Former Mahoning County Court Judge Fred H. Bailey Sr. has died


By David Skolnick

skolnick@vindy.com

YOUNGSTOWN

Fred H. Bailey Sr., a Mahoning County Court judge for 26 years before resigning shortly before pleading guilty to conspiracy to violate the Racketeer Influenced and Corrupt Organizations Act, has died.

Bailey died Sunday at St. Elizabeth Youngstown Hospital. He was 89.

Bailey was remembered by friends and colleagues as a fair judge and a good person.

“I’m saddened by the loss; he was a fine county court judge,” said J. Gerald Ingram, a defense attorney. “He contributed greatly to society. He was socially conscious. He had a small episode where he misstepped, he accepted responsibility, was punished and he got on with his life.”

Bailey was admitted to practice law in 1959 and had a private practice in downtown Youngstown. He also worked with the local Humane Society.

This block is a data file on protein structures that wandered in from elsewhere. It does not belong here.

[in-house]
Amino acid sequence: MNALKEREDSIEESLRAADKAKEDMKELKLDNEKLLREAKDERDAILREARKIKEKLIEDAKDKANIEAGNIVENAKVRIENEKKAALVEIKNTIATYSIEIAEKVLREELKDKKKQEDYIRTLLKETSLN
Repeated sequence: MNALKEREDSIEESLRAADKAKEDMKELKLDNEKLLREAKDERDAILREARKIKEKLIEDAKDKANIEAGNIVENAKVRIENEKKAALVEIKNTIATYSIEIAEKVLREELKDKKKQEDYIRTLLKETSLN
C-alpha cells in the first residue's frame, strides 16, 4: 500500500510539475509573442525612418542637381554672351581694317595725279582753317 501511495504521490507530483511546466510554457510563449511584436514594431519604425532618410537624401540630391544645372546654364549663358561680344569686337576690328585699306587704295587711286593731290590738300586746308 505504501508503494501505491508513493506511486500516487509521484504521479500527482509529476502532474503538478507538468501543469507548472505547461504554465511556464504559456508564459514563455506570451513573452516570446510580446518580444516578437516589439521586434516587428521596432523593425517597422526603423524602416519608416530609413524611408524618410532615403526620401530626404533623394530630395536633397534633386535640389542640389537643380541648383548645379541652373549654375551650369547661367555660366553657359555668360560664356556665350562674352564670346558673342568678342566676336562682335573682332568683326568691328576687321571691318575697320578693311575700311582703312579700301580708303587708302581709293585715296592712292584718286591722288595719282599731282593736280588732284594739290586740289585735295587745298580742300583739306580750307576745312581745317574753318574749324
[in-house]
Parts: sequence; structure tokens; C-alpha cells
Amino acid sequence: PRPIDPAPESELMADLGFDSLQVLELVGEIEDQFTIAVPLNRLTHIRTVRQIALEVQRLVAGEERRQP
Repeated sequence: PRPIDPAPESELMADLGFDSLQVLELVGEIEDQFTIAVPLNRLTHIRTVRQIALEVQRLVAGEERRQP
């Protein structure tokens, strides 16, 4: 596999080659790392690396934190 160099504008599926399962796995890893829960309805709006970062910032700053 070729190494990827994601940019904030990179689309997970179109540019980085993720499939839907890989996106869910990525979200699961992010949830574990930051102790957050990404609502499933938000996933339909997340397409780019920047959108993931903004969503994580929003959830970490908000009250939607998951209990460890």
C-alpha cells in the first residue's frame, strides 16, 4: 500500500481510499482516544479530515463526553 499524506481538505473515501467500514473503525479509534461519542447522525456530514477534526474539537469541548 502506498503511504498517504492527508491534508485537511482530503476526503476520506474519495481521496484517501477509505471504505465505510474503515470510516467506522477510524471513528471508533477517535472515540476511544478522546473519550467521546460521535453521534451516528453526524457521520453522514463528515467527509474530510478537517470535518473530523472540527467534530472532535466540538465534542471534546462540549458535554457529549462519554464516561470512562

He was first elected to the county court bench in 1972, and re-elected several times, the last being in 1994. He served in Canfield, Austintown and Sebring courts.

“I’ve known Fred Bailey since 1975; he was a friend, he was a happy-go-lucky guy,” said Judge R. Scott Krichbaum of common pleas court. “I thought he was a good judge. He was a great member of our bar association. He was always a nice man. I greatly regretted he ended up having an issue. It was unfortunate. The good far outweighed the bad in him. I’m very sad to hear he’s passed.”

Bailey received the Ohio Supreme Court’s Superior Award for Excellence in 1986.

He unsuccessfully ran for the Democratic nomination in 1990 for an open common pleas court seat.

“He was fair to all parties in cases in front of him,” said James Gentile, a defense attorney. “Fred was as pleasant on the bench as he was running into him downtown on the street.”

Bailey resigned in May 1999. Four months later, he pleaded guilty to a felony count of conspiracy to violate the RICO Act for accepting bribes from attorneys from 1989 to 1997. He cooperated with authorities and was sentenced in November 2001 to 17 months in federal prison and then put on probation for two years.

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